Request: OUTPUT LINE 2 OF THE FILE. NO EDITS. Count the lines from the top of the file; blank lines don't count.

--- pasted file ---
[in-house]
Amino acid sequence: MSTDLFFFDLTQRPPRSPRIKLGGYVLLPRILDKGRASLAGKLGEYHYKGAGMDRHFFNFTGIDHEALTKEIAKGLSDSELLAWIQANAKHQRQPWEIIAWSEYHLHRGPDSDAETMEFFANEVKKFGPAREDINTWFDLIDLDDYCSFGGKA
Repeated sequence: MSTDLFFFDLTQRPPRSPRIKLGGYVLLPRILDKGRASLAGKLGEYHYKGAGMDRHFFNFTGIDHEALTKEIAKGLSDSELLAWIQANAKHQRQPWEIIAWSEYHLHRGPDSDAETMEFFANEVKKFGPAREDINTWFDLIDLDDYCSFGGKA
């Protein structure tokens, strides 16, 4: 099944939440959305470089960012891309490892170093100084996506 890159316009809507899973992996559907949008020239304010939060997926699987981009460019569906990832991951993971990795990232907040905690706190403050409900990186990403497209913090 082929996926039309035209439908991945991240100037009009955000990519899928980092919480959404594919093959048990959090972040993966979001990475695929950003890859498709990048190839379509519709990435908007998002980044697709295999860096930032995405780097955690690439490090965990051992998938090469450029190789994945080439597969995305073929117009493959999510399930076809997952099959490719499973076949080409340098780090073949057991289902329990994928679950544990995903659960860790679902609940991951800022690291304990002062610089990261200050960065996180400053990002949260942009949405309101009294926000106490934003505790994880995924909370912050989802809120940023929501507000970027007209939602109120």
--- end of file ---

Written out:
Amino acid sequence: MSTDLFFFDLTQRPPRSPRIKLGGYVLLPRILDKGRASLAGKLGEYHYKGAGMDRHFFNFTGIDHEALTKEIAKGLSDSELLAWIQANAKHQRQPWEIIAWSEYHLHRGPDSDAETMEFFANEVKKFGPAREDINTWFDLIDLDDYCSFGGKA